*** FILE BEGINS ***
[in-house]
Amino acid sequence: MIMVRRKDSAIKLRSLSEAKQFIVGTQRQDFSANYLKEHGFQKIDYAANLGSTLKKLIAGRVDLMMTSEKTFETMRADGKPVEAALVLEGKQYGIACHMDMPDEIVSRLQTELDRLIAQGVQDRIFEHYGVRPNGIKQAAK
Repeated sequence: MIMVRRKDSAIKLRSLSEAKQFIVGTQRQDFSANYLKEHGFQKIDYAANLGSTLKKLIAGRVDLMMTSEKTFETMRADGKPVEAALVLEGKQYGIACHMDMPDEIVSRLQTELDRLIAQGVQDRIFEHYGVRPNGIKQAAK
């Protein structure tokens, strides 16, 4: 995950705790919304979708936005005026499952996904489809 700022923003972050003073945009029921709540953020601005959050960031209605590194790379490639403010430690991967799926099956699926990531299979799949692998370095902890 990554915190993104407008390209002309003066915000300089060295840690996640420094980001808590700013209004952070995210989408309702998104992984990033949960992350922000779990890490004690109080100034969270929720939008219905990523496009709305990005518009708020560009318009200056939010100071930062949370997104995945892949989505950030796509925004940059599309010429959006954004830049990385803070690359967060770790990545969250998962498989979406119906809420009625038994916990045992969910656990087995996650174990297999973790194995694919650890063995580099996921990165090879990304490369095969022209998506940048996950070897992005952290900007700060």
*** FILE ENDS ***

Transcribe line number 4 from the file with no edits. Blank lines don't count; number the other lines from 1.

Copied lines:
């Protein structure tokens, strides 16, 4: 995950705790919304979708936005005026499952996904489809 700022923003972050003073945009029921709540953020601005959050960031209605590194790379490639403010430690991967799926099956699926990531299979799949692998370095902890 990554915190993104407008390209002309003066915000300089060295840690996640420094980001808590700013209004952070995210989408309702998104992984990033949960992350922000779990890490004690109080100034969270929720939008219905990523496009709305990005518009708020560009318009200056939010100071930062949370997104995945892949989505950030796509925004940059599309010429959006954004830049990385803070690359967060770790990545969250998962498989979406119906809420009625038994916990045992969910656990087995996650174990297999973790194995694919650890063995580099996921990165090879990304490369095969022209998506940048996950070897992005952290900007700060």